WW2 People’s War extract from the BBC Series

“I was born in the East End of London, Poplar, near Bow; so I am a Cockney. I came to Worthing when I was 6 and my father worked at Onslow Court at the bottom of Brougham Road. The block of flats belonged to Knight & Co, which when I was asked by one of the girls at school did they belong to my father, I said yes as my maiden name was Knight. They were the luxury flats of Worthing which were Winchelsea Court, Onslow Court, Downview Court, Hastings Court and Romney Court.

“We used to have Bertran Mills circus in the next field where I lived which belonged to Pearson’s Retreat and having the abattoir also in Brougham Road we would see the cows and sheep that came from the station to be slaughtered as they walked through the streets. This was like wonderland. It was 1936.

“Then of course things changed. We were “invaded” by the French Canadians and Worthing was a big garrison ready to go to Dunkirk for the rescue of the men from France.

“I was then evacuated from Worthing, having attended Lyndhurst Road school with Miss Wilson as the headmistress, and was sent to Leicester where I was put on a smallholding and had to work very hard as the lady’s two sons were called up for the Navy. I was with another girl, Brenda King, who when one day I was told to scrub the pantry said “I will do it for you Kit” and I said “No I’m Cinderella you’re the ugly sister”.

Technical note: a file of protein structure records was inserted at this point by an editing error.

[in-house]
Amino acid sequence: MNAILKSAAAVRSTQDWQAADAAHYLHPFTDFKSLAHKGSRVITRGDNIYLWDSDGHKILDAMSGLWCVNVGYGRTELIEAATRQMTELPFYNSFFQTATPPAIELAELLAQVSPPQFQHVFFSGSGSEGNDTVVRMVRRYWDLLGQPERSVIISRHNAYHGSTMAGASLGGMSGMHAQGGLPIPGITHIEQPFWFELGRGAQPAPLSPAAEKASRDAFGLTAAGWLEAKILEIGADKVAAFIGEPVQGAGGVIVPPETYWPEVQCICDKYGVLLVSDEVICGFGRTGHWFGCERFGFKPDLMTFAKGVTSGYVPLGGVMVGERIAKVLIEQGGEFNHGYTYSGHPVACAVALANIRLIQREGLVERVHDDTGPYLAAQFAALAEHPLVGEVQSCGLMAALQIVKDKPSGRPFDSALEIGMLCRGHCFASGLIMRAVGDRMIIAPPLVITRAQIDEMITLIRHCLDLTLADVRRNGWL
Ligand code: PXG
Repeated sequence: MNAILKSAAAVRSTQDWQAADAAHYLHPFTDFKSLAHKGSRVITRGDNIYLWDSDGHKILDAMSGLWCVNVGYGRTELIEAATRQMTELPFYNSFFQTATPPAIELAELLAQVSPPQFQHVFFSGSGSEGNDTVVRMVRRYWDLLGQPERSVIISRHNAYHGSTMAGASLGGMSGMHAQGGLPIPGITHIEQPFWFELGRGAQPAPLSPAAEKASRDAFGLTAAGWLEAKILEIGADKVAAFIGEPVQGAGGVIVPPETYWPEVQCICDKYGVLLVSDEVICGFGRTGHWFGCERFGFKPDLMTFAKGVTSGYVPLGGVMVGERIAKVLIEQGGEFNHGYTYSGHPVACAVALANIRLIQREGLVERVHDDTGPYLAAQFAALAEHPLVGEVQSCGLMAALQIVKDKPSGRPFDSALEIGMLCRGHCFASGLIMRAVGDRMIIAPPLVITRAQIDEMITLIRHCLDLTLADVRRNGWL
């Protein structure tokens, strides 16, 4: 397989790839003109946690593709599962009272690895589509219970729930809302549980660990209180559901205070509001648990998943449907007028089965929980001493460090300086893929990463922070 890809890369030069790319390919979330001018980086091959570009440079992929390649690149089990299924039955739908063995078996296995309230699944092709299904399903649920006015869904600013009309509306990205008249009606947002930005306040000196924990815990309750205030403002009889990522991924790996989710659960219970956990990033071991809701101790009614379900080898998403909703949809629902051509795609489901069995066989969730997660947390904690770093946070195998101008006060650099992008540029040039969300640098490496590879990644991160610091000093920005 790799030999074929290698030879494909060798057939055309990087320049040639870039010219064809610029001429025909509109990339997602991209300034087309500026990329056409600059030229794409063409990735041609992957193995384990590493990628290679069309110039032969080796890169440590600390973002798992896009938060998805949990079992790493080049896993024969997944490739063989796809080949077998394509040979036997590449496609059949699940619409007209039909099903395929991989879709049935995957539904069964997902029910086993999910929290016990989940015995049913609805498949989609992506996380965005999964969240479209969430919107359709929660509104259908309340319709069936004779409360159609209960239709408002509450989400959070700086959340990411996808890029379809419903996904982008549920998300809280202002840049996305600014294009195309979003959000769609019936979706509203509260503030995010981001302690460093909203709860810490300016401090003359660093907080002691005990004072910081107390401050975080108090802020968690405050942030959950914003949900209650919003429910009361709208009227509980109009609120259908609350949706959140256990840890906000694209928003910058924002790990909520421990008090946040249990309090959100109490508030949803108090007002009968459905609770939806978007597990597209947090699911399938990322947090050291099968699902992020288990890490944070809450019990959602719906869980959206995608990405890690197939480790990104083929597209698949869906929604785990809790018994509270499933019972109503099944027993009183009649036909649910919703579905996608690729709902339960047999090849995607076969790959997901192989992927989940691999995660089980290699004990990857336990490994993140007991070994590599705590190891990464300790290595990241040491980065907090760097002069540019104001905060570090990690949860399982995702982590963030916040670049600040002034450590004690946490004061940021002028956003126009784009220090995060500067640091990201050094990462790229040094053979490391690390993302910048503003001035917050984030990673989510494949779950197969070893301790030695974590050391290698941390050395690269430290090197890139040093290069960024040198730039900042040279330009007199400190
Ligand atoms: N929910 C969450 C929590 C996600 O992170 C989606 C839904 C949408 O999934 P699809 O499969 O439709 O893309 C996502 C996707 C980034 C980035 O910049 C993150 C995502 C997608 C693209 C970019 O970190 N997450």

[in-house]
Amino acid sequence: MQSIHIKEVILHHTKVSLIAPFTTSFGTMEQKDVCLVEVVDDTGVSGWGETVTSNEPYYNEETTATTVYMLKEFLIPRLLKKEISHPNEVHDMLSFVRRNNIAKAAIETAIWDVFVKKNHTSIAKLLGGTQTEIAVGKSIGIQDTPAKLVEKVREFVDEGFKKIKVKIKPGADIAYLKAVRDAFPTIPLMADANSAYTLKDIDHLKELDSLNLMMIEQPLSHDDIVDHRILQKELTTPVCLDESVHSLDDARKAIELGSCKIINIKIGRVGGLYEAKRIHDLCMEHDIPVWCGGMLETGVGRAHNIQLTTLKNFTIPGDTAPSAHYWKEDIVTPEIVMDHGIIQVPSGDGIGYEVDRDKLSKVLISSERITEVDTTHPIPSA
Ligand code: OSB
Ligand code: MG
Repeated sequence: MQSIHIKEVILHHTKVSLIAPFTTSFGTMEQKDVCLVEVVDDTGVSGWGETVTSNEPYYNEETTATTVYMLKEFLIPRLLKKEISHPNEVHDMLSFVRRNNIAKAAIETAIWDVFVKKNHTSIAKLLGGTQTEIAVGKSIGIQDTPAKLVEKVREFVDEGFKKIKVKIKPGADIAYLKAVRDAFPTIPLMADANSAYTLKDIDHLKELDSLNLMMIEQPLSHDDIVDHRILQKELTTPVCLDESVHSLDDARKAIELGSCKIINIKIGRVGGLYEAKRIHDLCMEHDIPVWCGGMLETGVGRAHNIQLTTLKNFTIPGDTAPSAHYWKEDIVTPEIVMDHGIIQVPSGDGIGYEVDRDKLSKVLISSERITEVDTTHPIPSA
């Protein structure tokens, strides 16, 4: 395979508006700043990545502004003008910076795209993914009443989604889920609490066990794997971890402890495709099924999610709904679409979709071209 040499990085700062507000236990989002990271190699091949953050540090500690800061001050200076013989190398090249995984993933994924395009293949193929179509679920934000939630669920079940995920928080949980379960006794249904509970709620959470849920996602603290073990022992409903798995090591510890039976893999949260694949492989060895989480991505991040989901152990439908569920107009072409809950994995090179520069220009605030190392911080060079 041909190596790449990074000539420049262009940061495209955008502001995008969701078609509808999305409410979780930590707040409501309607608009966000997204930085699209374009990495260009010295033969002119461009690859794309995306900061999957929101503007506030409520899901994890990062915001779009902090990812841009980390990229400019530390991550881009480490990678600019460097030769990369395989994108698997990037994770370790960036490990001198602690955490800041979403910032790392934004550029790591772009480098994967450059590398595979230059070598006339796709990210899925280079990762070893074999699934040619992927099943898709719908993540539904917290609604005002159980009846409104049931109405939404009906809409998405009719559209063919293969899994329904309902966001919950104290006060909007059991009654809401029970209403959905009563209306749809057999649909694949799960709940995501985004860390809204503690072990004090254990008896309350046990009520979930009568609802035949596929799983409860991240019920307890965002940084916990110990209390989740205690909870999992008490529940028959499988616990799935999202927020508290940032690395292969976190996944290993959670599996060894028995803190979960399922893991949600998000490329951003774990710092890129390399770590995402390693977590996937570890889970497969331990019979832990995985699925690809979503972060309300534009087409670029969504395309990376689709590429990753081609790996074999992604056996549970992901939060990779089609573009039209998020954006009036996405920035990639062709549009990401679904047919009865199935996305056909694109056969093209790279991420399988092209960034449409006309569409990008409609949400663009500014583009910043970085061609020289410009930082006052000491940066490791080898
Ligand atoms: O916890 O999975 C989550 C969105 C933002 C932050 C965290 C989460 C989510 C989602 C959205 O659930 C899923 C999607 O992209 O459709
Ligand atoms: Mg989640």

I came back after two and a half years and within the first week a German aeroplane tried to shoot us as it tried to bomb the gasworks. I could see the pilot and his goggles as we were running across the playground to get to the shelters. Also soon afterwards a German plane came down in Lyndhurst Road killing nine French Canadian soldiers.

“At 14 I was put in a bakery at Broadwater to keep away from the soldiers when the soldiers would come to us on their route marches for their cup of tea and cake. I was too young to appreciate them but the other girls in the shop had a good time as they would take them back to their camp for dances but make sure they got home safely at night time.

“My grandfather was a master baker and my three uncles; one was Lumley’s (my mother’s sister married), my mother’s twin brother was Joe Harrington who lost his shop in London and came to Worthing and was porter of Downview Court and my Aunt Kate’s husband was a porter in Hastings Court. My mother’s eldest brother had five shops in Hove and Brighton, he was Jack Harrington.”

(Extract from the BBC series – ‘WW2 People’s War’ Copyright Catherine Maylin (nee Collins, nee Knight)/ WW2 People’s War’)

All in the numbers

All in the numbers, Number 13 – unlucky as ever
Spot the mistake; flats…11…12…12a…14…15…” Did you miss a count? No you didn’t. Be it a house number, or a floor number the practice of excluding the number 13 from any series is widely prevalent, as much today as it was in 1934. The number 13 is replaced with random alternatives like “12B” or they jump straight to “14”.

You wouldn’t think that people would let superstition put them off moving to number 13. Many first-time buyers would consider it a lucky omen to be able to get a foot on the property ladder at all. But with a reported one in 10 people afflicted by triskaidekaphobia (the fear of the number 13), it seems that there is more than bricks and mortar at play when it comes to moving home.